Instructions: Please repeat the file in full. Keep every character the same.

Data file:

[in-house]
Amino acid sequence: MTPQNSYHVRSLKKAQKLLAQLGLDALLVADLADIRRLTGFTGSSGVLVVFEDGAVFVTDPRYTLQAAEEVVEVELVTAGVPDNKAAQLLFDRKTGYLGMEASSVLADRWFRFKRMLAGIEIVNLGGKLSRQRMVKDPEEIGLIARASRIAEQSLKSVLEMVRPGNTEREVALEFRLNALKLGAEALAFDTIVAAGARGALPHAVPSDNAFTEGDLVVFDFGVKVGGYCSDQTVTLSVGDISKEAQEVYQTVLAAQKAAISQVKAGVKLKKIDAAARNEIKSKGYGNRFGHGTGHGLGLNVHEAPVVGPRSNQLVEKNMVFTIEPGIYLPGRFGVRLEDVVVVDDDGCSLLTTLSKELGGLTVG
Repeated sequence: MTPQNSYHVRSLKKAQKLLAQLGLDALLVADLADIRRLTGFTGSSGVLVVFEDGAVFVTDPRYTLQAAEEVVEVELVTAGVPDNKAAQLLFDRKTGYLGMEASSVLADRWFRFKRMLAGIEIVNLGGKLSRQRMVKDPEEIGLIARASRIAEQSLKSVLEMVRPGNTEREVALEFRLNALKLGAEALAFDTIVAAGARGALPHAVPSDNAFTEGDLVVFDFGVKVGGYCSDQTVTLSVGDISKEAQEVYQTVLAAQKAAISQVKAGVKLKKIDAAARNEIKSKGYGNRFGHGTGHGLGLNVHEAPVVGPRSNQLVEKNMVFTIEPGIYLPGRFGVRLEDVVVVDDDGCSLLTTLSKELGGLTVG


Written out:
[in-house]
Amino acid sequence: MTPQNSYHVRSLKKAQKLLAQLGLDALLVADLADIRRLTGFTGSSGVLVVFEDGAVFVTDPRYTLQAAEEVVEVELVTAGVPDNKAAQLLFDRKTGYLGMEASSVLADRWFRFKRMLAGIEIVNLGGKLSRQRMVKDPEEIGLIARASRIAEQSLKSVLEMVRPGNTEREVALEFRLNALKLGAEALAFDTIVAAGARGALPHAVPSDNAFTEGDLVVFDFGVKVGGYCSDQTVTLSVGDISKEAQEVYQTVLAAQKAAISQVKAGVKLKKIDAAARNEIKSKGYGNRFGHGTGHGLGLNVHEAPVVGPRSNQLVEKNMVFTIEPGIYLPGRFGVRLEDVVVVDDDGCSLLTTLSKELGGLTVG
Repeated sequence: MTPQNSYHVRSLKKAQKLLAQLGLDALLVADLADIRRLTGFTGSSGVLVVFEDGAVFVTDPRYTLQAAEEVVEVELVTAGVPDNKAAQLLFDRKTGYLGMEASSVLADRWFRFKRMLAGIEIVNLGGKLSRQRMVKDPEEIGLIARASRIAEQSLKSVLEMVRPGNTEREVALEFRLNALKLGAEALAFDTIVAAGARGALPHAVPSDNAFTEGDLVVFDFGVKVGGYCSDQTVTLSVGDISKEAQEVYQTVLAAQKAAISQVKAGVKLKKIDAAARNEIKSKGYGNRFGHGTGHGLGLNVHEAPVVGPRSNQLVEKNMVFTIEPGIYLPGRFGVRLEDVVVVDDDGCSLLTTLSKELGGLTVG